In fact, the dogs who were denied treat would eventually stop shaking the researcher’s hand entirely, and would look away from the researcher and even scratch, yawn, and lick their mouths.
For the past three decades, the U.K.’s space policy has been in favor of sending robots into space, but not humans. And certainly not bears—of the living variety, that is. Last Thursday, a group of British school children tweaked that policy a bit when they sent teddy bears into space.
The project was part of the Cambridge University Spaceflight program, which worked with 11- and 12-year-olds from nearby schools to encourage science education. Not to get too technical, this is how the teddy bears made it into space. First, the students had to design space suits for the bears, so they could withstand the extreme temperatures and pressure present in near space.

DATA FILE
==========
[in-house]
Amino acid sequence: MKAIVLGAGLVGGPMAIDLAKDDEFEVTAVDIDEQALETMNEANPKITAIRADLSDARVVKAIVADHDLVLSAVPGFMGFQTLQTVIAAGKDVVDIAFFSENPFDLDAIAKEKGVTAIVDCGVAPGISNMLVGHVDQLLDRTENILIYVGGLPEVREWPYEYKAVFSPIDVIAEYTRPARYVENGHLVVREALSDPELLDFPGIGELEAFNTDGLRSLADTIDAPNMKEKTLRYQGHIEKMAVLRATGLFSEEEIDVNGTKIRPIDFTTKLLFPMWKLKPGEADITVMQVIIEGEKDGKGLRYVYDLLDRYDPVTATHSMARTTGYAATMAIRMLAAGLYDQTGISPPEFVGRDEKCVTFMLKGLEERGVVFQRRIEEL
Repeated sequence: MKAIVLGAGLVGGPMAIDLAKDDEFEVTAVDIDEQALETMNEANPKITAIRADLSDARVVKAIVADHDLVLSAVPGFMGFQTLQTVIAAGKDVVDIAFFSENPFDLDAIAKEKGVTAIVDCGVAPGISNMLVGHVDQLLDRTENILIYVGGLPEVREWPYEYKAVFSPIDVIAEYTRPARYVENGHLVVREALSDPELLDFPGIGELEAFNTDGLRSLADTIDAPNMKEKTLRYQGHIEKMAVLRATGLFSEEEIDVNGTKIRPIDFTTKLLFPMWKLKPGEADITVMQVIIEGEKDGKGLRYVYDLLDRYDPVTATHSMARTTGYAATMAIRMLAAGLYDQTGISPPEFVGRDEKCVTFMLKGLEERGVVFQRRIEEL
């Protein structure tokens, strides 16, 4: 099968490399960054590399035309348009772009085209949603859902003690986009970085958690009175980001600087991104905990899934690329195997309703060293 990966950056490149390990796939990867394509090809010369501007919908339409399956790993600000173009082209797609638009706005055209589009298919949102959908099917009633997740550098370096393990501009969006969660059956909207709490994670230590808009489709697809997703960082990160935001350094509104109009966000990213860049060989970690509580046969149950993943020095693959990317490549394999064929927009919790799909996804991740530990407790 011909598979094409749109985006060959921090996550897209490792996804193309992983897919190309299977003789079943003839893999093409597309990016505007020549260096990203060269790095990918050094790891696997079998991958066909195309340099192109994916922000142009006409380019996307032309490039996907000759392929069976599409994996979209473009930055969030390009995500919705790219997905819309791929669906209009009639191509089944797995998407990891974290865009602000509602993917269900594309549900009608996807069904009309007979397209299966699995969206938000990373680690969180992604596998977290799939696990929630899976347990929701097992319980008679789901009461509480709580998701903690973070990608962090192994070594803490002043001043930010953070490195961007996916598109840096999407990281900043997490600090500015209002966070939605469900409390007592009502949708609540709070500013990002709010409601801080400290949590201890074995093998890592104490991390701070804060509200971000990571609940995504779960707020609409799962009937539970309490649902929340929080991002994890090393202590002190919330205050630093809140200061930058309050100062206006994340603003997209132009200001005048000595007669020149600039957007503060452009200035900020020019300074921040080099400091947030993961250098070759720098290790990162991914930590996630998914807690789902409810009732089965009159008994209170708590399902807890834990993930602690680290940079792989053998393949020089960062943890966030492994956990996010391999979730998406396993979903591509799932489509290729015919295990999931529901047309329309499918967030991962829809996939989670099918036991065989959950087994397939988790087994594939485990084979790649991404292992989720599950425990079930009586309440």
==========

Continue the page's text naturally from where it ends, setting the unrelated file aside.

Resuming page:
On the day of the launch, the space team gathered at Churchill College with four space-suited teddy bears. The bears were placed in a foam box filled with instruments and cameras. When the conditions were just right, the “teddy-nauts” were launched into space with a helium balloon.
Many people (Discoblog editors included) who crave that mid-afternoon cookie fix may joke that they have a sugar addiction, but now scientists have made it official. Researchers at Princeton University report that sugar-loving mice demonstrate all three criteria of addiction: increased intake, withdrawal, and cravings that lead to relapse.
Previous work has shown that mice deprived of food for several hours and then allowed to binge on sugar water (with concentrations similar to that of soft drinks) soon developed addictive behaviors. Sugar intake causes the release of dopamine in the brain, a reward chemical. After a month of sugar binging and increased dopamine levels, the rats’ brains developed fewer dopamine receptors and more opioid receptors—changes similar to those observed in mice on cocaine and heroine.